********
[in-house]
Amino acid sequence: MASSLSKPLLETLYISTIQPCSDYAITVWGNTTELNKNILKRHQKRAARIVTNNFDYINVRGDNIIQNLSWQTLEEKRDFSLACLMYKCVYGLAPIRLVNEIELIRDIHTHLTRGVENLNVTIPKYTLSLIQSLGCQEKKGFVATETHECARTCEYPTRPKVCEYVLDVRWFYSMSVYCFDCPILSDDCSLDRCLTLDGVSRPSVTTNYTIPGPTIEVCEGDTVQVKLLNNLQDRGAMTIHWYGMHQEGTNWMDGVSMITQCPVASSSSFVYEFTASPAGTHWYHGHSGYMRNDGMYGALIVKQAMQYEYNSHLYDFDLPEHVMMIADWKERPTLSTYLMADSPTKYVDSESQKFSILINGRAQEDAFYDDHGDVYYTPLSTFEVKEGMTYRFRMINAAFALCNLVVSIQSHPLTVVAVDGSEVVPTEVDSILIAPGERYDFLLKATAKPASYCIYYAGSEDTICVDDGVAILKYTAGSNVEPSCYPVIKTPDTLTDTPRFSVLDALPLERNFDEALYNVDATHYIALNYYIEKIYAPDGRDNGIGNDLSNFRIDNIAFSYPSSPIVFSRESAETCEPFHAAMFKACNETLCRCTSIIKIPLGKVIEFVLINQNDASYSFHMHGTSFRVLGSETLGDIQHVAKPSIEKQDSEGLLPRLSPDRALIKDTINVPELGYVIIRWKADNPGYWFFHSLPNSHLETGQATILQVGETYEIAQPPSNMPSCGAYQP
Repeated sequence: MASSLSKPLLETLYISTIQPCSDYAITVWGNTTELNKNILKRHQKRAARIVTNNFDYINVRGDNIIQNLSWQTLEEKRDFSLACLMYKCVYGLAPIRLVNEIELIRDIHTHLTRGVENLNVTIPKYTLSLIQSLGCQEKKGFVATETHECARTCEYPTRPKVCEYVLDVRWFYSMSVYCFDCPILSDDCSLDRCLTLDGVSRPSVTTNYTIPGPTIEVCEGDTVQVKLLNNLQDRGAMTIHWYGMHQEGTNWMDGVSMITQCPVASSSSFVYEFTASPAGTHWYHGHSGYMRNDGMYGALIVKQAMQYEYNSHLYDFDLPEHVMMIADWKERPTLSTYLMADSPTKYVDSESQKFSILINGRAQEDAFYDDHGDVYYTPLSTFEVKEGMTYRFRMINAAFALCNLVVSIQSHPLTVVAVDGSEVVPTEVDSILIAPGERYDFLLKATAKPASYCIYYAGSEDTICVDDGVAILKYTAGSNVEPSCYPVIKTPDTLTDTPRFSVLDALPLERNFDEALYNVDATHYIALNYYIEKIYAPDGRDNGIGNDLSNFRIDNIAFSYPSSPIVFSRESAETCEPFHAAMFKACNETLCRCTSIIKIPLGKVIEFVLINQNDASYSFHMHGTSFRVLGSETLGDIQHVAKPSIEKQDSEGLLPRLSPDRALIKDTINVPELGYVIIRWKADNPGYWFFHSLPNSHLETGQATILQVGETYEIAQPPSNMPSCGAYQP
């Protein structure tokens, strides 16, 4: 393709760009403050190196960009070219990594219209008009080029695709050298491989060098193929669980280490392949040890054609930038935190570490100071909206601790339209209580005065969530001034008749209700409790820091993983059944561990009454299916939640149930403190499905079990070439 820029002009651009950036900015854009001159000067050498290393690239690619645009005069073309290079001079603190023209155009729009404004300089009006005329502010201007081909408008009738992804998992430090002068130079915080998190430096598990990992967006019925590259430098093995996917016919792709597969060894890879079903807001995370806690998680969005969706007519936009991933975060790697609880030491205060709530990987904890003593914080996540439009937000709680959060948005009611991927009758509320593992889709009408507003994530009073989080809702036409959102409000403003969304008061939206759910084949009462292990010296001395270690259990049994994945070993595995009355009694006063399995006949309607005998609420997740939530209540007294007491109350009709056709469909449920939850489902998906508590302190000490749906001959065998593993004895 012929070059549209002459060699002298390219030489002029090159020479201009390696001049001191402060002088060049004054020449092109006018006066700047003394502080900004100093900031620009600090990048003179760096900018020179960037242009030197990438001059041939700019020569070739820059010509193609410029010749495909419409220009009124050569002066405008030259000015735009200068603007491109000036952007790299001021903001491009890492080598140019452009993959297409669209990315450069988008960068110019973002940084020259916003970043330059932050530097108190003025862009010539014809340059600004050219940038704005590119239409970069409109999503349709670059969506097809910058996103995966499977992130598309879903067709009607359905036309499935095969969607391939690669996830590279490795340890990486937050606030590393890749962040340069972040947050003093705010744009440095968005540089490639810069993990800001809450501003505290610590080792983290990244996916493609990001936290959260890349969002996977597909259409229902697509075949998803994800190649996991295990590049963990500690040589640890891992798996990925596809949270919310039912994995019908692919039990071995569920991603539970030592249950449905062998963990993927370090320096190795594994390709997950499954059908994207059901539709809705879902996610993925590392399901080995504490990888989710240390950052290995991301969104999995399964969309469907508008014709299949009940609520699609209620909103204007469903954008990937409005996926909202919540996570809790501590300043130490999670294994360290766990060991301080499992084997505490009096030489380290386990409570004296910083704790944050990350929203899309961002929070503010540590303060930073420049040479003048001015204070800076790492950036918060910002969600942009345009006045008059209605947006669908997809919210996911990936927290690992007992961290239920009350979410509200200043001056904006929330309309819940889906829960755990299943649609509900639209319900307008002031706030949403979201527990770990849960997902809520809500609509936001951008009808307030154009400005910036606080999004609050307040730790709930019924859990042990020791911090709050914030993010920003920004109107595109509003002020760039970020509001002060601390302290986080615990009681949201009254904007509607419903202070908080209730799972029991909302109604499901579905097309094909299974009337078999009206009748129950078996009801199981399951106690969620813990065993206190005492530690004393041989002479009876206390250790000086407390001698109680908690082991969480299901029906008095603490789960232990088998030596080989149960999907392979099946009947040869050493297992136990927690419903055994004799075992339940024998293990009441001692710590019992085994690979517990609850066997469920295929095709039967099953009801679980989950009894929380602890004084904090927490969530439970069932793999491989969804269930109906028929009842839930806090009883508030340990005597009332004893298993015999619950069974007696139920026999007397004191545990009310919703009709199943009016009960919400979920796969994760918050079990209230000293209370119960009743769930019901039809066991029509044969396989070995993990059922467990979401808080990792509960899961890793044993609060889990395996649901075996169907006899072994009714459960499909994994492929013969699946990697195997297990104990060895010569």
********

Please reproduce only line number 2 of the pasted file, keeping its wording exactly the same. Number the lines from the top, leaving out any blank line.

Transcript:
Amino acid sequence: MASSLSKPLLETLYISTIQPCSDYAITVWGNTTELNKNILKRHQKRAARIVTNNFDYINVRGDNIIQNLSWQTLEEKRDFSLACLMYKCVYGLAPIRLVNEIELIRDIHTHLTRGVENLNVTIPKYTLSLIQSLGCQEKKGFVATETHECARTCEYPTRPKVCEYVLDVRWFYSMSVYCFDCPILSDDCSLDRCLTLDGVSRPSVTTNYTIPGPTIEVCEGDTVQVKLLNNLQDRGAMTIHWYGMHQEGTNWMDGVSMITQCPVASSSSFVYEFTASPAGTHWYHGHSGYMRNDGMYGALIVKQAMQYEYNSHLYDFDLPEHVMMIADWKERPTLSTYLMADSPTKYVDSESQKFSILINGRAQEDAFYDDHGDVYYTPLSTFEVKEGMTYRFRMINAAFALCNLVVSIQSHPLTVVAVDGSEVVPTEVDSILIAPGERYDFLLKATAKPASYCIYYAGSEDTICVDDGVAILKYTAGSNVEPSCYPVIKTPDTLTDTPRFSVLDALPLERNFDEALYNVDATHYIALNYYIEKIYAPDGRDNGIGNDLSNFRIDNIAFSYPSSPIVFSRESAETCEPFHAAMFKACNETLCRCTSIIKIPLGKVIEFVLINQNDASYSFHMHGTSFRVLGSETLGDIQHVAKPSIEKQDSEGLLPRLSPDRALIKDTINVPELGYVIIRWKADNPGYWFFHSLPNSHLETGQATILQVGETYEIAQPPSNMPSCGAYQP